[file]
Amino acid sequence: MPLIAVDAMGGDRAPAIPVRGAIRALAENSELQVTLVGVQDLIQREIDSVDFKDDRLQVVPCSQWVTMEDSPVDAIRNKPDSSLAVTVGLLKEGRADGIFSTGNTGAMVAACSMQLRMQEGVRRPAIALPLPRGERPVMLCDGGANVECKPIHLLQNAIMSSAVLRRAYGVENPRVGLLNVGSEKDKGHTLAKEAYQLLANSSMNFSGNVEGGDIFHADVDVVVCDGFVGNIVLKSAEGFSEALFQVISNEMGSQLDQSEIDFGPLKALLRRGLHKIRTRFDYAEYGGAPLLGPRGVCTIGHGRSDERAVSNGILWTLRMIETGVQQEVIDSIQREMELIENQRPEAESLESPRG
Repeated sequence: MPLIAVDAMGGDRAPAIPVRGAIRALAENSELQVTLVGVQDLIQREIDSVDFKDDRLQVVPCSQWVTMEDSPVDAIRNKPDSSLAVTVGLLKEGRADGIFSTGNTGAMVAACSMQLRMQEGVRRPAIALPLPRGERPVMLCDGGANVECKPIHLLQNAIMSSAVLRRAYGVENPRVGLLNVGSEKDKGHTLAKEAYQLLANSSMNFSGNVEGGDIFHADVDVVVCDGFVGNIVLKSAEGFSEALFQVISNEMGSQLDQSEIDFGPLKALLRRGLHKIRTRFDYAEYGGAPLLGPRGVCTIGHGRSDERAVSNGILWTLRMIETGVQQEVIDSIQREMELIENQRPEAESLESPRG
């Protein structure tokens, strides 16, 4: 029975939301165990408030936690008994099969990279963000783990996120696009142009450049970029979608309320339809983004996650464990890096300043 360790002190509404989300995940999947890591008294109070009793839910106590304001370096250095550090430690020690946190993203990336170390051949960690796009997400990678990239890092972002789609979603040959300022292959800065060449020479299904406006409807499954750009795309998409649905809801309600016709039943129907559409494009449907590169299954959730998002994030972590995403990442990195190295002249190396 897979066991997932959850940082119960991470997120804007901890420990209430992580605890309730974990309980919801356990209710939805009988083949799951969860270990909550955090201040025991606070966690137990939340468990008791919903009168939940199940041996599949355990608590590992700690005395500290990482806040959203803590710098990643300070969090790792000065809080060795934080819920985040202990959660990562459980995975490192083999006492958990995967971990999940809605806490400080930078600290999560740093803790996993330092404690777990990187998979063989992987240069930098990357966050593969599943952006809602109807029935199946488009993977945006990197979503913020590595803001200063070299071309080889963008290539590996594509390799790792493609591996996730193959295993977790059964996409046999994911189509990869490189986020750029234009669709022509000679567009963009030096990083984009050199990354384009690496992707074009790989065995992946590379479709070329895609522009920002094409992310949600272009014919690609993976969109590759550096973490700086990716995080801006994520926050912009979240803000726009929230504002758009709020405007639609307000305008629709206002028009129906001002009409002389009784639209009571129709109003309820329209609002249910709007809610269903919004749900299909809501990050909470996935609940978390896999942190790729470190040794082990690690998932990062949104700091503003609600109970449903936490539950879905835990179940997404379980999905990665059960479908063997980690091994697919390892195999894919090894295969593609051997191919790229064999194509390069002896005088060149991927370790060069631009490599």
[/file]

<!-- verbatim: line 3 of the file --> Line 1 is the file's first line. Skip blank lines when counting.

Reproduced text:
């Protein structure tokens, strides 16, 4: 029975939301165990408030936690008994099969990279963000783990996120696009142009450049970029979608309320339809983004996650464990890096300043 360790002190509404989300995940999947890591008294109070009793839910106590304001370096250095550090430690020690946190993203990336170390051949960690796009997400990678990239890092972002789609979603040959300022292959800065060449020479299904406006409807499954750009795309998409649905809801309600016709039943129907559409494009449907590169299954959730998002994030972590995403990442990195190295002249190396 897979066991997932959850940082119960991470997120804007901890420990209430992580605890309730974990309980919801356990209710939805009988083949799951969860270990909550955090201040025991606070966690137990939340468990008791919903009168939940199940041996599949355990608590590992700690005395500290990482806040959203803590710098990643300070969090790792000065809080060795934080819920985040202990959660990562459980995975490192083999006492958990995967971990999940809605806490400080930078600290999560740093803790996993330092404690777990990187998979063989992987240069930098990357966050593969599943952006809602109807029935199946488009993977945006990197979503913020590595803001200063070299071309080889963008290539590996594509390799790792493609591996996730193959295993977790059964996409046999994911189509990869490189986020750029234009669709022509000679567009963009030096990083984009050199990354384009690496992707074009790989065995992946590379479709070329895609522009920002094409992310949600272009014919690609993976969109590759550096973490700086990716995080801006994520926050912009979240803000726009929230504002758009709020405007639609307000305008629709206002028009129906001002009409002389009784639209009571129709109003309820329209609002249910709007809610269903919004749900299909809501990050909470996935609940978390896999942190790729470190040794082990690690998932990062949104700091503003609600109970449903936490539950879905835990179940997404379980999905990665059960479908063997980690091994697919390892195999894919090894295969593609051997191919790229064999194509390069002896005088060149991927370790060069631009490599």